Earnie Stewart to leave U.S. Soccer, a move that deepens USMNT uncertainty

DOHA, QATAR - DECEMBER 3: Earnie Stewart USMNT General Manager before a FIFA World Cup Qatar 2022 Round of 16 match between Netherlands and USMNT at Khalifa International Stadium on December 3, 2022 in Doha, Qatar. (Photo by John Dorton/ISI Photos/Getty Images)
Earnie Stewart is saying goodbye to the USMNT. (Photo by John Dorton/ISI Photos/Getty Images)

U.S. Soccer sporting director Earnie Stewart is leaving his post to join Dutch club PSV Eindhoven.

The move, which PSV and U.S. Soccer both announced Thursday, will deepen and prolong uncertainty surrounding the U.S. men's national team and its coaching future.

Stewart had been leading a post-World Cup review of the entire USMNT program. But he informed U.S. Soccer leadership weeks ago of the opportunity with PSV, which would take him back to his native Netherlands and closer to family.

Stewart's decision "firmed up" this week, U.S. Soccer CEO J.T. Batson said Thursday, and now leaves the federation with multiple leadership vacancies atop the USMNT. In addition to Stewart's role leading both the men's and women's national teams, Brian McBride has decided to leave his role as USMNT general manager. McBride said in a Thursday statement that he made his decision in October.

Incumbent head coach Gregg Berhalter, meanwhile, is in limbo, out of contract and subject to an investigation into a decades-old domestic violence incident.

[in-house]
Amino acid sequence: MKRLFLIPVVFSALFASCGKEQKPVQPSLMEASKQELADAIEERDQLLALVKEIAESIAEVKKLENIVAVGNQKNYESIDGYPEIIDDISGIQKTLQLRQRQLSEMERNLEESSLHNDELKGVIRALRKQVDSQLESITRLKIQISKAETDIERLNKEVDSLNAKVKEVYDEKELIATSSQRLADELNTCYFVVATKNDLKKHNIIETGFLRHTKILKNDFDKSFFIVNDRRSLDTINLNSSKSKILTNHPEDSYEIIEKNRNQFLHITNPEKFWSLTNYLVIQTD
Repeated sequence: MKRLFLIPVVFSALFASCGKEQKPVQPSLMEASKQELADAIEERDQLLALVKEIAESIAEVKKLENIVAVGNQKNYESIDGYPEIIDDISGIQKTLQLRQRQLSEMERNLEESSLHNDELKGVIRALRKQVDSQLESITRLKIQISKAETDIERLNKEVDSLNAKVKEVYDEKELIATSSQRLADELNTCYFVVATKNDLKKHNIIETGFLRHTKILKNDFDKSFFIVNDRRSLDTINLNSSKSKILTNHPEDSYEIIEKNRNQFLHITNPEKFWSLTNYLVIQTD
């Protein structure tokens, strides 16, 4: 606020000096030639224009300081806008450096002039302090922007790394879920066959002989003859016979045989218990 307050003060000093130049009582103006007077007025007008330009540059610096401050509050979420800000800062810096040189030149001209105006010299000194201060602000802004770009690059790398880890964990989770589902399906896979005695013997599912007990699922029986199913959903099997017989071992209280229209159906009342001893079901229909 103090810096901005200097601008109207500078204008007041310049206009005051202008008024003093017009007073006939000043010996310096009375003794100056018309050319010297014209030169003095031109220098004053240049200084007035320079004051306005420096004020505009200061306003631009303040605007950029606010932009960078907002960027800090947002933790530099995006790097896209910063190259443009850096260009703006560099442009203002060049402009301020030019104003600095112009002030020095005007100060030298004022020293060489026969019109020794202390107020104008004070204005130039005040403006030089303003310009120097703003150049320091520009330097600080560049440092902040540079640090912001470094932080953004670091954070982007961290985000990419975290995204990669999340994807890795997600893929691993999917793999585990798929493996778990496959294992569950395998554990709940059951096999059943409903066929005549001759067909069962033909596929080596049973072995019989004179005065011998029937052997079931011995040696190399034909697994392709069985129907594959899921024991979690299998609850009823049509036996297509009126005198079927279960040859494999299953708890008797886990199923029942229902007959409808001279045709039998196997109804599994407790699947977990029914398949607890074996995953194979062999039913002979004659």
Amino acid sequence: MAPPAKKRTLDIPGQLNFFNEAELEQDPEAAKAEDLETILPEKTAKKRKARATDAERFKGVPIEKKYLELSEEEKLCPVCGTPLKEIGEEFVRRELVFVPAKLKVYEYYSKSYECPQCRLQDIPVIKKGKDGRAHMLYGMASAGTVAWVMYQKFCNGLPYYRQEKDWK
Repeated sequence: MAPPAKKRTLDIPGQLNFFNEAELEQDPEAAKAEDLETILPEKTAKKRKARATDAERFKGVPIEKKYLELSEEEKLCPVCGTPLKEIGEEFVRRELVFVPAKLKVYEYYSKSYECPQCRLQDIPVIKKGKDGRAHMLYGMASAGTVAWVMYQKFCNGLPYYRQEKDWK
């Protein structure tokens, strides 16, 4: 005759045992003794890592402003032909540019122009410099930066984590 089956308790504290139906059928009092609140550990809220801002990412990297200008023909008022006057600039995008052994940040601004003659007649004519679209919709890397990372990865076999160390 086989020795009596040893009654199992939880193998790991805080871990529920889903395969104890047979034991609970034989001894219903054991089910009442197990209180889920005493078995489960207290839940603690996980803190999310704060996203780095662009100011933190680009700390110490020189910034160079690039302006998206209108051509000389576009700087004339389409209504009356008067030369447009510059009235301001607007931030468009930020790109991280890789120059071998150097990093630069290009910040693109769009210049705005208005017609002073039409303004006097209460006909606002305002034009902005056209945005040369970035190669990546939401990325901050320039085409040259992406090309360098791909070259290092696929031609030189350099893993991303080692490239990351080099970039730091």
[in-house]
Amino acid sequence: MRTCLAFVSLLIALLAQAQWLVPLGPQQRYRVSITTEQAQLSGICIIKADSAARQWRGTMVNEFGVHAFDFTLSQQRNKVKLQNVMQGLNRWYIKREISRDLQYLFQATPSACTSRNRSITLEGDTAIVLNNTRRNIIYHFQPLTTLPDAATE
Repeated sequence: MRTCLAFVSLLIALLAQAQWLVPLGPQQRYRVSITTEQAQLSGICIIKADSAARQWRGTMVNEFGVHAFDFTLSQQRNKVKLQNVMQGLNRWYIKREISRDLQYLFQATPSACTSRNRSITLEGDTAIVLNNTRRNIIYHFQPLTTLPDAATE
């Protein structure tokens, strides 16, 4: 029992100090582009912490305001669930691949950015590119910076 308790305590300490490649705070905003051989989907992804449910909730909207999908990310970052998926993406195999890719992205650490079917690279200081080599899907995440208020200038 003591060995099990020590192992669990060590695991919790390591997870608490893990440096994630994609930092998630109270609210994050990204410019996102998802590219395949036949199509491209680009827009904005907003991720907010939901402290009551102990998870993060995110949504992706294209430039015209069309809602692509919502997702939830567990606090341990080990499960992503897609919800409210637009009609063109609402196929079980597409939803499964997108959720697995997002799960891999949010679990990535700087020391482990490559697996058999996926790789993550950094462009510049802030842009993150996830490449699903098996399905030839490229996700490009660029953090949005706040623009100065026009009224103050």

U.S. Soccer leaders said Thursday that Stewart's decision was not impacted "whatsoever" by the scandal engulfing Berhalter and the family of young star Gio Reyna.

Just this past summer, Stewart had signed a contract extension through 2026. But "throughout his tenure at U.S. Soccer," federation president Cindy Parlow Cone said Thursday, "there have been many roles that have come his way." There were reports of interest from U.S. Soccer's Dutch equivalent, the KNVB. When the opportunity to lead PSV, the winner of 24 Dutch league titles, came about, "I could not turn it down," Stewart said in a news release.

Parlow Cone said U.S. Soccer leaders understood this and agreed to let Stewart out of his contract. He will officially depart on Feb. 15.

Prior to news of Stewart's departure, a decision on Berhalter's future seemed somewhat imminent. The investigation, which is close to concluding, seemed to be the primary impediment to either a Berhalter contract extension or a coaching search. Now, U.S. Soccer has retained Sportsology Group, a consulting firm, "to head the search for the organization’s next Sporting Director."

"Working with key U.S. Soccer leadership, Sportsology has also already begun a full review of U.S. Soccer’s sporting department," the federation said in a news release. "The group will also analyze head coach candidates to accelerate the sporting director’s hiring process."

Both of those searches, U.S. Soccer leaders said, could stretch into the summer. In the meantime, Anthony Hudson, a former Berhalter assistant coach, will lead the USMNT on an interim basis.

"I know this moment feels a bit uncertain — for you in the media, for our staff, for players," Parlow Cone acknowledged to reports. "What it actually is is a clean canvas."